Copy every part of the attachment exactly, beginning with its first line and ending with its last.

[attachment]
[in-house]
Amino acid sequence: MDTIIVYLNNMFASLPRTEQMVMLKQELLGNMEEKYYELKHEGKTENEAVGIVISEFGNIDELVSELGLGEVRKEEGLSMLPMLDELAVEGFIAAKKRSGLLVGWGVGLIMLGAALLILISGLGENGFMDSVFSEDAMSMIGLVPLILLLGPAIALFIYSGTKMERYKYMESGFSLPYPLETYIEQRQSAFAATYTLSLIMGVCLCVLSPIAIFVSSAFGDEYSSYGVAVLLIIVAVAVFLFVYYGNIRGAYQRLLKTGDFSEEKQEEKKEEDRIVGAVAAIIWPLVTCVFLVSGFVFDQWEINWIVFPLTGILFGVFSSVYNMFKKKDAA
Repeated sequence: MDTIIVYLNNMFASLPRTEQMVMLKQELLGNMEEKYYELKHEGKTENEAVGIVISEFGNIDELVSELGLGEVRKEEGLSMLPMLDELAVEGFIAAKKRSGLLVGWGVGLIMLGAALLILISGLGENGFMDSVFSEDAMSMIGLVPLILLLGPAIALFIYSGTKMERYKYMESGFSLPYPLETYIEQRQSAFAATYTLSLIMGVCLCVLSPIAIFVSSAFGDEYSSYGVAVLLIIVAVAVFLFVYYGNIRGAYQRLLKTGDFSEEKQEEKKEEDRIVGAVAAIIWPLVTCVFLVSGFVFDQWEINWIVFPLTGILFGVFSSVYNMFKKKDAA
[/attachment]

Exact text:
[in-house]
Amino acid sequence: MDTIIVYLNNMFASLPRTEQMVMLKQELLGNMEEKYYELKHEGKTENEAVGIVISEFGNIDELVSELGLGEVRKEEGLSMLPMLDELAVEGFIAAKKRSGLLVGWGVGLIMLGAALLILISGLGENGFMDSVFSEDAMSMIGLVPLILLLGPAIALFIYSGTKMERYKYMESGFSLPYPLETYIEQRQSAFAATYTLSLIMGVCLCVLSPIAIFVSSAFGDEYSSYGVAVLLIIVAVAVFLFVYYGNIRGAYQRLLKTGDFSEEKQEEKKEEDRIVGAVAAIIWPLVTCVFLVSGFVFDQWEINWIVFPLTGILFGVFSSVYNMFKKKDAA
Repeated sequence: MDTIIVYLNNMFASLPRTEQMVMLKQELLGNMEEKYYELKHEGKTENEAVGIVISEFGNIDELVSELGLGEVRKEEGLSMLPMLDELAVEGFIAAKKRSGLLVGWGVGLIMLGAALLILISGLGENGFMDSVFSEDAMSMIGLVPLILLLGPAIALFIYSGTKMERYKYMESGFSLPYPLETYIEQRQSAFAATYTLSLIMGVCLCVLSPIAIFVSSAFGDEYSSYGVAVLLIIVAVAVFLFVYYGNIRGAYQRLLKTGDFSEEKQEEKKEEDRIVGAVAAIIWPLVTCVFLVSGFVFDQWEINWIVFPLTGILFGVFSSVYNMFKKKDAA